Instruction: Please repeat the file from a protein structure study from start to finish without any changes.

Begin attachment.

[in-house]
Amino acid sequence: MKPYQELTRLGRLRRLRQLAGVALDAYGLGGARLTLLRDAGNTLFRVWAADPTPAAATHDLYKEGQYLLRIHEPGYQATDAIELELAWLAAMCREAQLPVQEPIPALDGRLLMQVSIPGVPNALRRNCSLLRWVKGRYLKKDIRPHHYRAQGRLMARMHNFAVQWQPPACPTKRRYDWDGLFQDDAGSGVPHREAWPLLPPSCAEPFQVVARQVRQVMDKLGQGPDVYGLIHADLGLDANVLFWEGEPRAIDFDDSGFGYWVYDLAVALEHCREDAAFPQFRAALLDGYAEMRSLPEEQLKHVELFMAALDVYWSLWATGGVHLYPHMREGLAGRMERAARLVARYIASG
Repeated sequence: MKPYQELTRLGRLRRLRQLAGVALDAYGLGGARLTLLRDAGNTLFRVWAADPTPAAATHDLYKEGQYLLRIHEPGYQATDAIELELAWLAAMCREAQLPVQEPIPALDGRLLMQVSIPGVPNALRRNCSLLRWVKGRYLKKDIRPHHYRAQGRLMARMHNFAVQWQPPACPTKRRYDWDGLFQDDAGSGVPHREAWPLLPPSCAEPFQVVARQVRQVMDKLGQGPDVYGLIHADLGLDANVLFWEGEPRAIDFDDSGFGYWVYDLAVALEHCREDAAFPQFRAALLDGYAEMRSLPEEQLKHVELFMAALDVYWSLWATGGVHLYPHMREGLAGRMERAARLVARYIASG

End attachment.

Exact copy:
[in-house]
Amino acid sequence: MKPYQELTRLGRLRRLRQLAGVALDAYGLGGARLTLLRDAGNTLFRVWAADPTPAAATHDLYKEGQYLLRIHEPGYQATDAIELELAWLAAMCREAQLPVQEPIPALDGRLLMQVSIPGVPNALRRNCSLLRWVKGRYLKKDIRPHHYRAQGRLMARMHNFAVQWQPPACPTKRRYDWDGLFQDDAGSGVPHREAWPLLPPSCAEPFQVVARQVRQVMDKLGQGPDVYGLIHADLGLDANVLFWEGEPRAIDFDDSGFGYWVYDLAVALEHCREDAAFPQFRAALLDGYAEMRSLPEEQLKHVELFMAALDVYWSLWATGGVHLYPHMREGLAGRMERAARLVARYIASG
Repeated sequence: MKPYQELTRLGRLRRLRQLAGVALDAYGLGGARLTLLRDAGNTLFRVWAADPTPAAATHDLYKEGQYLLRIHEPGYQATDAIELELAWLAAMCREAQLPVQEPIPALDGRLLMQVSIPGVPNALRRNCSLLRWVKGRYLKKDIRPHHYRAQGRLMARMHNFAVQWQPPACPTKRRYDWDGLFQDDAGSGVPHREAWPLLPPSCAEPFQVVARQVRQVMDKLGQGPDVYGLIHADLGLDANVLFWEGEPRAIDFDDSGFGYWVYDLAVALEHCREDAAFPQFRAALLDGYAEMRSLPEEQLKHVELFMAALDVYWSLWATGGVHLYPHMREGLAGRMERAARLVARYIASG